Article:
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Kanō Isen'in Naganobu, Twelve Famous Places in Japan, an album of 12 paintings

 

Height: 200.000 mm
Width: 300.000 mm

Bequeathed by Oscar C. Raphael

Asia JA JP ADD180 (1945.11-1.055.1)

    Kanō Isen'in Naganobu, Twelve Famous Places in Japan, an album of 12 paintings

    Japan
    Late Edo period, AD 1802-16

    These paintings come from an album labelled simply 'Sansui gajō' ('Landscape paintings'). However, their pictorial references seem too precise for them to be simply 'landscapes'; they are, rather, 'pictures of famous places' (meisho-e), a tradition in Japanese art dating back to the Heian period (AD 794-1185). Shown here is Mt. Yoshino (near Nara) in springtime, covered in blossoming cherry.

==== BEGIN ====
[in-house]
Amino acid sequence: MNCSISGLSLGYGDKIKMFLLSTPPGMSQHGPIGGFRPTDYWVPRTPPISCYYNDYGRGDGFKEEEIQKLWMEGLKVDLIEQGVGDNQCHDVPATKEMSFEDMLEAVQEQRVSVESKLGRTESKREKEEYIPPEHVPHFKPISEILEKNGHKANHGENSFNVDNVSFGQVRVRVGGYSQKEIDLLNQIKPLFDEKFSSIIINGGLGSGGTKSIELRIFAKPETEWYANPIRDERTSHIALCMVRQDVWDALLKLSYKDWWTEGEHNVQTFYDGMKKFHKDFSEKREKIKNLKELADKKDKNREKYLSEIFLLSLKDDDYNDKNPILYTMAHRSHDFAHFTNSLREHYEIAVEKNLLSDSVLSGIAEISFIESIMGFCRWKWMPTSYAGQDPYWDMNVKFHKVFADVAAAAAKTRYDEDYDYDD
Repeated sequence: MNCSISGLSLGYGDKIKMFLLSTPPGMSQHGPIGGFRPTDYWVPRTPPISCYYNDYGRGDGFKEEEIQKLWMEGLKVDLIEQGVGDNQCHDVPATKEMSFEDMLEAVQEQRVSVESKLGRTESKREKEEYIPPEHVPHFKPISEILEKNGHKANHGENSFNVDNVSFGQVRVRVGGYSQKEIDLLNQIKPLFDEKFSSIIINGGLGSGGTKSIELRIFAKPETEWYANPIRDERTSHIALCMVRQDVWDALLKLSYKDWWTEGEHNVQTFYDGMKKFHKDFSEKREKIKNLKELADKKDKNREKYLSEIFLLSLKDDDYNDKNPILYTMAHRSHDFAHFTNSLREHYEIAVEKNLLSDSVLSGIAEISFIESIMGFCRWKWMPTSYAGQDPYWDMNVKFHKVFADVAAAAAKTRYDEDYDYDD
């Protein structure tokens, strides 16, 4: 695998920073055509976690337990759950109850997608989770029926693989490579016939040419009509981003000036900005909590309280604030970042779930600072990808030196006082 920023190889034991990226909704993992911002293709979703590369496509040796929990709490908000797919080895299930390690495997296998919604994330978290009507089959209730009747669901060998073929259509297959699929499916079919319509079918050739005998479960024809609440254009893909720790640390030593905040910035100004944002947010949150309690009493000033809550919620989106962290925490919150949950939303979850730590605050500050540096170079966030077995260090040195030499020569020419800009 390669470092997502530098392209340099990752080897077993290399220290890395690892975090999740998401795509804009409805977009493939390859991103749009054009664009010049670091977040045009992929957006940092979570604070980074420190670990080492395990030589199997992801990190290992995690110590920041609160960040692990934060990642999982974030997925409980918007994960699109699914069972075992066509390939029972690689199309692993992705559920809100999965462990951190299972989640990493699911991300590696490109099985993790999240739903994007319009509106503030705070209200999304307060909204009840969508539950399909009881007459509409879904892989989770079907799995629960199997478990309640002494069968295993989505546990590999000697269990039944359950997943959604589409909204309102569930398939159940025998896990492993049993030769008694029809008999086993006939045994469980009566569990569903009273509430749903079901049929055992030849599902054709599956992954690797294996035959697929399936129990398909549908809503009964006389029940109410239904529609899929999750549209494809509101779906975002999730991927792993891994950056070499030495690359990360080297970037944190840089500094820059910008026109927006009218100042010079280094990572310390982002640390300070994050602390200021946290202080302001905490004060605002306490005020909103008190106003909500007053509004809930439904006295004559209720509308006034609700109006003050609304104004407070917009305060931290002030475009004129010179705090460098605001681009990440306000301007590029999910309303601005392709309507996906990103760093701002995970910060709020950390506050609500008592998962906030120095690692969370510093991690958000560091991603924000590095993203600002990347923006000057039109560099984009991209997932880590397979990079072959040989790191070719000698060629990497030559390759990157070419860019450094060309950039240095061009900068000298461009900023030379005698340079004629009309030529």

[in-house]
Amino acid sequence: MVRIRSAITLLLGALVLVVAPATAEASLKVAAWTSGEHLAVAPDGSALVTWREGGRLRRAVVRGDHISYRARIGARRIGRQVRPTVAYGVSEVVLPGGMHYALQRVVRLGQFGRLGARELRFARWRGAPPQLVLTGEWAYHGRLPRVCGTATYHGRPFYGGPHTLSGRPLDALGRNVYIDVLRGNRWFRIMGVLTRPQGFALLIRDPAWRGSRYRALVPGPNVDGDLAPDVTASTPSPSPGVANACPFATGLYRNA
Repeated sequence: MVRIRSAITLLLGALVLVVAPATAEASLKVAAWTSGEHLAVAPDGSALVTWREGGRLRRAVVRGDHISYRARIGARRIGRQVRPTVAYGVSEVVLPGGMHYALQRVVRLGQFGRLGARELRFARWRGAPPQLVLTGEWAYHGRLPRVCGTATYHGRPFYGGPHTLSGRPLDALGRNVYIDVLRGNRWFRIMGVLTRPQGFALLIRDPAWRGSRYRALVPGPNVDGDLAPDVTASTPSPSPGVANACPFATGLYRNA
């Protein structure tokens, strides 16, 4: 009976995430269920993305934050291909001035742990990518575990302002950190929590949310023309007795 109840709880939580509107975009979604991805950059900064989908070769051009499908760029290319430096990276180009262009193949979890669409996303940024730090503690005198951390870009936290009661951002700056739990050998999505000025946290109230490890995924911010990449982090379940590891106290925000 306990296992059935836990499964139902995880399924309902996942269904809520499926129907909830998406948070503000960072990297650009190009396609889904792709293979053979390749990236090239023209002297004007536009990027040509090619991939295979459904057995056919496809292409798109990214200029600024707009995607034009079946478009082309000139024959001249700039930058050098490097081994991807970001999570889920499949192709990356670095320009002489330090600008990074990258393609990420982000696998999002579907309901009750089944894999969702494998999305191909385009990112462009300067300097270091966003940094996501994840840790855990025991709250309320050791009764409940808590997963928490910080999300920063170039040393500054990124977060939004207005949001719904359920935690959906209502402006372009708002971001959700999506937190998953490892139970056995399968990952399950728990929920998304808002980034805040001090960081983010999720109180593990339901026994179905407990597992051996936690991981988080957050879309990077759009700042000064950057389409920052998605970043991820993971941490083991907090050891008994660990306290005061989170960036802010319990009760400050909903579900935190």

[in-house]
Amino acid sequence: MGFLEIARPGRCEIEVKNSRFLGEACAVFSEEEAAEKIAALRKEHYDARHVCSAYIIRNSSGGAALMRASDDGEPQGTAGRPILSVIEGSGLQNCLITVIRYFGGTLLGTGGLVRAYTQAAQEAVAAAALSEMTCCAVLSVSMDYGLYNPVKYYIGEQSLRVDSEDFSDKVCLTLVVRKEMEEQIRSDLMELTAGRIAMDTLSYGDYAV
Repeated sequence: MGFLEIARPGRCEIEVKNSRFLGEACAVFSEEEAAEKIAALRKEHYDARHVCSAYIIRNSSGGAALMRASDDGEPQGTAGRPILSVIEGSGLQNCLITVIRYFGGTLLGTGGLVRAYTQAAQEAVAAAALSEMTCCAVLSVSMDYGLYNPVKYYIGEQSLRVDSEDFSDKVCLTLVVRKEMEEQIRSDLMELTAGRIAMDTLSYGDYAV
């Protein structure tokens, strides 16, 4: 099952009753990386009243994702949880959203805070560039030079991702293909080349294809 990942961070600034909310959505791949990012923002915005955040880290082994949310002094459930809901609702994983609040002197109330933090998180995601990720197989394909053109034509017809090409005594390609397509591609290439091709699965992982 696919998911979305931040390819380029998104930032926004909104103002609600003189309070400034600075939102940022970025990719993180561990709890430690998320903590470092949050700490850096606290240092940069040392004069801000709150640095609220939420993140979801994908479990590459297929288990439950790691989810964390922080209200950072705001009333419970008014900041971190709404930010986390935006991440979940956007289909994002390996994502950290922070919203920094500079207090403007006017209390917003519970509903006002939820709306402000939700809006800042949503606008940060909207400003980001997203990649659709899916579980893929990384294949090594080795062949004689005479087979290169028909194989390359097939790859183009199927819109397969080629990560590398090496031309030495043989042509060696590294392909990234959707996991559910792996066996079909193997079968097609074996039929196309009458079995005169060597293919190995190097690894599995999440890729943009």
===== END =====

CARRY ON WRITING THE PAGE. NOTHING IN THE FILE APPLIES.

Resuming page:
Kanō Isen'in Naganobu (1775-1828) was the seventh generation head of the Kobikichō branch of the Kanō school in Edo (modern Tokyo). He was an artist of considerable talent, and was official painter to the shōgun. For this work he employed mild, graceful brushwork and colouring, drawing on an older style of Yamato-e. The secret of his success was said to have been that he combined the qualities of gakuga (learned artistic ability), highly prized by the Kanō school, with shinga (instinctive artistic ability), which was customarily regarded as less important.

    Each leaf of the album bears the signature 'Isen Hōen hitsu' ('Painted by Isen of hōgen rank') and a seal 'Naganobu'. Naganobu was awarded the title hōgen ('Eye of the Law') in 1802 and further elevated to hōin ('Seal of the Law') in 1816.

    I. Hirayama and T. Kobayashi (eds.), Hizō Nihon bijutsu taikan-1, vol. 2 (Tokyo, Kodansha, 1992)

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